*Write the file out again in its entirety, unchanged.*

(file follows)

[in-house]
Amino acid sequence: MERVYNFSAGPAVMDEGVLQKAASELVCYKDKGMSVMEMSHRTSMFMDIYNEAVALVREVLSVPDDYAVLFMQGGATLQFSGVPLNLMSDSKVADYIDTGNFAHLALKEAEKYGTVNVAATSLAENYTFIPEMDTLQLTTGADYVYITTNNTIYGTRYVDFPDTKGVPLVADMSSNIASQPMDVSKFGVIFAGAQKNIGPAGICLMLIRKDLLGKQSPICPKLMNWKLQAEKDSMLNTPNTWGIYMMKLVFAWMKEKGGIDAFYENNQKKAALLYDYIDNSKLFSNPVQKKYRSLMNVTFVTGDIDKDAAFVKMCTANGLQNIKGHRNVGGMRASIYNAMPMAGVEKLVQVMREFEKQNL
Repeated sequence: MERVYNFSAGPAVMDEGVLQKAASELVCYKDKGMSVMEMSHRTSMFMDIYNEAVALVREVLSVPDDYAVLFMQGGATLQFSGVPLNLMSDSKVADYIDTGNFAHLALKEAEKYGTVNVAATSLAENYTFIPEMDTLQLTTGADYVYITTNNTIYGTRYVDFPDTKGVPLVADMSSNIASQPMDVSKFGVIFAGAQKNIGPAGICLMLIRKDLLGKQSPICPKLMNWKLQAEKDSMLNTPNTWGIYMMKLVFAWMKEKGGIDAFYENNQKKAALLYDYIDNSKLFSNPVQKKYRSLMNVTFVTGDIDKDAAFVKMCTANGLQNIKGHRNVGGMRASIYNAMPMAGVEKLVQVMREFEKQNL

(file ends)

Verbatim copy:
[in-house]
Amino acid sequence: MERVYNFSAGPAVMDEGVLQKAASELVCYKDKGMSVMEMSHRTSMFMDIYNEAVALVREVLSVPDDYAVLFMQGGATLQFSGVPLNLMSDSKVADYIDTGNFAHLALKEAEKYGTVNVAATSLAENYTFIPEMDTLQLTTGADYVYITTNNTIYGTRYVDFPDTKGVPLVADMSSNIASQPMDVSKFGVIFAGAQKNIGPAGICLMLIRKDLLGKQSPICPKLMNWKLQAEKDSMLNTPNTWGIYMMKLVFAWMKEKGGIDAFYENNQKKAALLYDYIDNSKLFSNPVQKKYRSLMNVTFVTGDIDKDAAFVKMCTANGLQNIKGHRNVGGMRASIYNAMPMAGVEKLVQVMREFEKQNL
Repeated sequence: MERVYNFSAGPAVMDEGVLQKAASELVCYKDKGMSVMEMSHRTSMFMDIYNEAVALVREVLSVPDDYAVLFMQGGATLQFSGVPLNLMSDSKVADYIDTGNFAHLALKEAEKYGTVNVAATSLAENYTFIPEMDTLQLTTGADYVYITTNNTIYGTRYVDFPDTKGVPLVADMSSNIASQPMDVSKFGVIFAGAQKNIGPAGICLMLIRKDLLGKQSPICPKLMNWKLQAEKDSMLNTPNTWGIYMMKLVFAWMKEKGGIDAFYENNQKKAALLYDYIDNSKLFSNPVQKKYRSLMNVTFVTGDIDKDAAFVKMCTANGLQNIKGHRNVGGMRASIYNAMPMAGVEKLVQVMREFEKQNL